“The title refers to a time in my life where I took the path of least resistance to the end of the line,” explains Shubaly. “In one of the first copyrighted blues songs from 1912, Lee Roy White says ‘the blues ain’t nothing but a good man feeling bad.’ Coward’s Path is the sound of a bad man feeling bad.”
In Music We Trust
purchase at Amazon: The Long Run & Other True Stories: foreword by Jeff Bezos
purchase at Amazon: Bachelor Number One (Kindle Single)
purchase at Amazon: Thanks for Letting Me Crash
Current New York resident and Belarus native Dmitry Sholokhov and Project Runway Season 10 winner beat out fellow finalists Helen Castillo and Sonjia Williams with a final collection created in only four days.
Dmitry had several memorable quotes about being an All-Star throughout the show:
“To be an all-star you need to know exactly who you are.”
“Winning All-Stars rockets your career hopefully.”
The final three created an eight piece collection representing all four seasons.
Dmitry designed for “a collector who loves special pieces. timeless but have an edge about it. fluid and fragile.” Helen went for “a couture Wednesday Adams.” She called her collection “Coco on Wednesday.” Sonjia, whose father passed away in January, designed for herself. She called her collection “Urban Egyptian.” “She knows who she is and she owns it,” she explained.
Project Runway All-Stars S4 finale show was at Diamond Horseshoe at the Paramount Hotel. While all three collections impressed, Dmitry won over Runway All-Stars host Alyssa Milano, judges Isaac Mizrahi and Georgina Chapman, mentor Zanna Roberts and guest judges Zac Posen and Mira Sorvino.
“Amazing job. This collection shows total control of your ascetic.” –Alyssa Milano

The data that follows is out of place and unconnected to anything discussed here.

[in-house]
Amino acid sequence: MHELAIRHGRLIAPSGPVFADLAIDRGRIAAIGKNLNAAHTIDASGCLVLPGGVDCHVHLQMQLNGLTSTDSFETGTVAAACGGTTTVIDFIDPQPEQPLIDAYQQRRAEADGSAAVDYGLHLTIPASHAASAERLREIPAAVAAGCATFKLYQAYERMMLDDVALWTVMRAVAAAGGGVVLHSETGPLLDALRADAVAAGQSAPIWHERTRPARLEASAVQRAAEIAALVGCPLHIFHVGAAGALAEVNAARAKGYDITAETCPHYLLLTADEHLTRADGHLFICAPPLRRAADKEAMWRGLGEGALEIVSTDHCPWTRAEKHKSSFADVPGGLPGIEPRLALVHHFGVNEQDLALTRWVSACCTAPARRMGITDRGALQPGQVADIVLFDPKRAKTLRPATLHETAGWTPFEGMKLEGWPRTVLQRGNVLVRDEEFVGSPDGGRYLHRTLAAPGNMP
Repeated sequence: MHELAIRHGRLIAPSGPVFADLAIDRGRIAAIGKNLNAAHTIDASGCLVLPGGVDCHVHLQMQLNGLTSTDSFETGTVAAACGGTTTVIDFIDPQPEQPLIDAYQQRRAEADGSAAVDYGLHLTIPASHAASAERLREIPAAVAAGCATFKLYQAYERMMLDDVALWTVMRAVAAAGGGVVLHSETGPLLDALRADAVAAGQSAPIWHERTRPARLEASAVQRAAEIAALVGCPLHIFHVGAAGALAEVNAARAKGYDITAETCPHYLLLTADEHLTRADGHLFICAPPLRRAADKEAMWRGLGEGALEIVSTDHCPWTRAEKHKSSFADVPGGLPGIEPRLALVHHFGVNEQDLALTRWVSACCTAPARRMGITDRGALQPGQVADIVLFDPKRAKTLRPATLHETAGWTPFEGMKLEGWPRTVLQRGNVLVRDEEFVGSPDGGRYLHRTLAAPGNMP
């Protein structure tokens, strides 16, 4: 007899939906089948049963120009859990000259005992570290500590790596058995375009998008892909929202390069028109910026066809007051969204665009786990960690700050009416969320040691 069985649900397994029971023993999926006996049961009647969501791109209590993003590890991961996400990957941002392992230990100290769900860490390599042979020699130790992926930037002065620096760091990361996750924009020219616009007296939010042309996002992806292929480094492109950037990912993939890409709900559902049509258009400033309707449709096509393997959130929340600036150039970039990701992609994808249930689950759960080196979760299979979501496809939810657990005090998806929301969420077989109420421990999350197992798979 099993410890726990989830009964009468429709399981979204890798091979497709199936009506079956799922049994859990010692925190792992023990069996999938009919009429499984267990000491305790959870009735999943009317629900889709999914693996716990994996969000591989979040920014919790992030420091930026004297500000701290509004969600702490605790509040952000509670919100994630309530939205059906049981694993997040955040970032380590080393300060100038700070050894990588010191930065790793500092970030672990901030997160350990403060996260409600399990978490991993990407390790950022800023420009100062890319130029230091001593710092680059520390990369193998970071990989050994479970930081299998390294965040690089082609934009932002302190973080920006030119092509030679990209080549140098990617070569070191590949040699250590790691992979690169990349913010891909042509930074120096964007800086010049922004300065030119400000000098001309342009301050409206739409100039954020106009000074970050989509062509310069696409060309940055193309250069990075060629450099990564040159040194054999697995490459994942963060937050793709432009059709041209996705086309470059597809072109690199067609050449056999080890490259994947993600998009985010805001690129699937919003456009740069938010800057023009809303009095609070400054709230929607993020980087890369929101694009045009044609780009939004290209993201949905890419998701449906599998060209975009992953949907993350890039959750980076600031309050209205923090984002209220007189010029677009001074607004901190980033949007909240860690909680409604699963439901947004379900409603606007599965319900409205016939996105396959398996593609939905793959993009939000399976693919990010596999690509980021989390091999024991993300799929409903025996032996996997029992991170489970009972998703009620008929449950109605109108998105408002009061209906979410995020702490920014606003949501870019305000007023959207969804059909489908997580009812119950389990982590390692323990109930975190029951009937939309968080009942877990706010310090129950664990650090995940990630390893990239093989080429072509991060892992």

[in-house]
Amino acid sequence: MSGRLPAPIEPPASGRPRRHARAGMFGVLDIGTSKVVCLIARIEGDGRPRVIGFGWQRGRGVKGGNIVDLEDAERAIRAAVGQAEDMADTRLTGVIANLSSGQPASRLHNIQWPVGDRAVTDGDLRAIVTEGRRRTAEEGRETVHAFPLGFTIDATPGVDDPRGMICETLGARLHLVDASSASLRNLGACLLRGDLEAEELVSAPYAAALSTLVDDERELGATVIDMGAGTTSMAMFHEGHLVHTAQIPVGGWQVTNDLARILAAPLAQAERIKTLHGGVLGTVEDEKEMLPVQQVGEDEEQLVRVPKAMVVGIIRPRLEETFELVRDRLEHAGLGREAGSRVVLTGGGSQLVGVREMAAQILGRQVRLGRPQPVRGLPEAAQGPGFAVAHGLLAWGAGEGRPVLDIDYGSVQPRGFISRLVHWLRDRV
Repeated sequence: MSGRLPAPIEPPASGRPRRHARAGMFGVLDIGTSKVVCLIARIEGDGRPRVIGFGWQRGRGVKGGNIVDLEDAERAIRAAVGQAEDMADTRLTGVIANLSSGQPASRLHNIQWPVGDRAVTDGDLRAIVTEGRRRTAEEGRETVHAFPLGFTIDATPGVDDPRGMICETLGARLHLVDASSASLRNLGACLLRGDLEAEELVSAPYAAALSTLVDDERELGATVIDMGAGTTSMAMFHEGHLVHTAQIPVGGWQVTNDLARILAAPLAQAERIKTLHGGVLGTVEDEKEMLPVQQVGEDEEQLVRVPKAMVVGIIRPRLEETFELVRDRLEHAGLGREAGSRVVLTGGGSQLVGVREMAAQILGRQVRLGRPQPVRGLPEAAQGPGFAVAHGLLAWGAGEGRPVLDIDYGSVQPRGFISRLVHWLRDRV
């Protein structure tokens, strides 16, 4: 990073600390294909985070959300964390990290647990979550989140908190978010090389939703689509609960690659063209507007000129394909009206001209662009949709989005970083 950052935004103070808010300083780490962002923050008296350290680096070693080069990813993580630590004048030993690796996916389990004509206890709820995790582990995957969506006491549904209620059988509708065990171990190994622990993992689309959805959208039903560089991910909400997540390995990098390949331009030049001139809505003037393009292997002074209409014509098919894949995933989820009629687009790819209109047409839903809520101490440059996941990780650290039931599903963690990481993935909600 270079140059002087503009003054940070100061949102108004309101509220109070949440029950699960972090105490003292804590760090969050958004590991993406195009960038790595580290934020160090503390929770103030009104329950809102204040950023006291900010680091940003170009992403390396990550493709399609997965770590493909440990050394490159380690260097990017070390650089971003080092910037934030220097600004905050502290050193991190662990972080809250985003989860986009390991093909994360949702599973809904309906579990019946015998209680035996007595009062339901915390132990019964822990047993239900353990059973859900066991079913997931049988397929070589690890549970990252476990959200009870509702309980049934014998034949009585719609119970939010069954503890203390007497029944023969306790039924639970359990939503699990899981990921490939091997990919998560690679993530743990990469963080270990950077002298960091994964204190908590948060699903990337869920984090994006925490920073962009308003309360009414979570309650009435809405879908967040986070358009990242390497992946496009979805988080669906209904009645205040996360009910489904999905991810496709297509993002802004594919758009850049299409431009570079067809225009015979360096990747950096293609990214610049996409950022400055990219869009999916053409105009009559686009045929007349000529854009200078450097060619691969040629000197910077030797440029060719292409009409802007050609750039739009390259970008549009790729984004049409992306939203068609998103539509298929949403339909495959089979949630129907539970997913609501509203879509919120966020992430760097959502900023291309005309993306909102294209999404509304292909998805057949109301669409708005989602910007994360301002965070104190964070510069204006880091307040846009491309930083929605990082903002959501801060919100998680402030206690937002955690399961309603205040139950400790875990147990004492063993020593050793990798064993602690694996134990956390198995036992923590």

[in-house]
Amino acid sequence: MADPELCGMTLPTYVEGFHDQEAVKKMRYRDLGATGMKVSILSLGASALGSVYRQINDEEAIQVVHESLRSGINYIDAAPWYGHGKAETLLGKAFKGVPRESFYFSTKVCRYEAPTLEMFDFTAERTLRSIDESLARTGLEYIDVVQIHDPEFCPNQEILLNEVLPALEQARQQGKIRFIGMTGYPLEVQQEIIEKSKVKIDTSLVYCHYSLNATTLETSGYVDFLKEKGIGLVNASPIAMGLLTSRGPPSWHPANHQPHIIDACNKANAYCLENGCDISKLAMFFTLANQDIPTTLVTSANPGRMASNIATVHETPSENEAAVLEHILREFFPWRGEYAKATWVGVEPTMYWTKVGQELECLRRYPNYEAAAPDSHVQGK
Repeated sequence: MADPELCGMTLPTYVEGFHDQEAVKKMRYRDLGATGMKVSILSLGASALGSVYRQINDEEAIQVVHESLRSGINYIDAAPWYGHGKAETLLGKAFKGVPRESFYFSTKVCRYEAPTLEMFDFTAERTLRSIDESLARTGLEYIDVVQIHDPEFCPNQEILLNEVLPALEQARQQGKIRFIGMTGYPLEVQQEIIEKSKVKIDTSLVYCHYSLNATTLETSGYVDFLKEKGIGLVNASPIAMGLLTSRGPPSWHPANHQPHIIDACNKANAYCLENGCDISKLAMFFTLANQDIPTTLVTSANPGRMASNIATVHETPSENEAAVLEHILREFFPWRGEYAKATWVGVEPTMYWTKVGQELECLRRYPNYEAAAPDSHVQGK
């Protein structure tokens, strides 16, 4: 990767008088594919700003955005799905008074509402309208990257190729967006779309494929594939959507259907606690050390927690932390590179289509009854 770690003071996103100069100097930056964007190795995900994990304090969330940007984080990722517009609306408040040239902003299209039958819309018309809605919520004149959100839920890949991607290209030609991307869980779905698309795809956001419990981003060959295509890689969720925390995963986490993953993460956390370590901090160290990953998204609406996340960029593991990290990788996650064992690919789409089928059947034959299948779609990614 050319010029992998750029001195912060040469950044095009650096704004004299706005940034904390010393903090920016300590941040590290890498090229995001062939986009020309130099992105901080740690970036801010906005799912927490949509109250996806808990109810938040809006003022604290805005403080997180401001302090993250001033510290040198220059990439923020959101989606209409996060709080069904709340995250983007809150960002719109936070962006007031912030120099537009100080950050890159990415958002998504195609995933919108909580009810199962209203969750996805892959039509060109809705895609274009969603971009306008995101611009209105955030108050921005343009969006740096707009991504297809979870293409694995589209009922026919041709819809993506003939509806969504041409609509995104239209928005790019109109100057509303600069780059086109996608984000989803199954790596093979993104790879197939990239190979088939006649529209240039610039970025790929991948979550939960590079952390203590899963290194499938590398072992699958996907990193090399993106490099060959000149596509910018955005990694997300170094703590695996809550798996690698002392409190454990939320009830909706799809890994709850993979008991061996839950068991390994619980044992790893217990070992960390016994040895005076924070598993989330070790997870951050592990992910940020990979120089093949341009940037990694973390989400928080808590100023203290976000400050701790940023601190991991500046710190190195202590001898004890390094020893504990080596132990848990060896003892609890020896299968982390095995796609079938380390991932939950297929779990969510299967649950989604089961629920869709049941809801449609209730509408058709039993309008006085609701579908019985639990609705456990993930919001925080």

“You are the master of technique.” –Georgina Chapman
“I love the confidence, the consistency and the strength of your looks.” –guest judge Mira Sorvino
“You understand architecture and form.” –guest judge Zac Posen
Guest judges Zac Posen and Oscar winner and all-around talented and fabulous Mira Sorvino:
“You have the ability to redefine proportions of a woman’s body.” –Isaac Mizrahi
“The was something regal.” –guest judge Mira Sorvino
“The gown didn’t have the modernity where we started. The red lace dress is market-ready.” –guest judge Zac Posen
first runner-up Helen
“I see some very contemporary looking clothing.” –guest judge Zac Posen
“I love the black. It’s very edgy. The first dress is very Chanel-y. I’d love to wear that.” –guest judge Mira Sorvino
“You can’t tell if she’s flirting or pushing you away.” –guest judge Isaac Mizrahi
As the winner of Project Runway All-Stars season four, Sholokhov receives:
–chance to create his own capsule collection with QVC and appear during QVC’s Spring Fashion Week programming
— a fashion spread in Marie Claire and a position at the magazine as Contributing Editor for one year
— CHI® Haircare will send Sholokhov to stay in a luxury spa resort as a special guest at its International conference in Cancun, Mexico, plus product and staff for entire year of runway shows
— an entire year’s worth of beauty products from Mary Kay for fashion shows and professional makeup artist services for Sholokhov’s debut show
— cash prize of $150,000
— complete custom sewing studio from Brother Sewing and Embroidery to launch his winning line.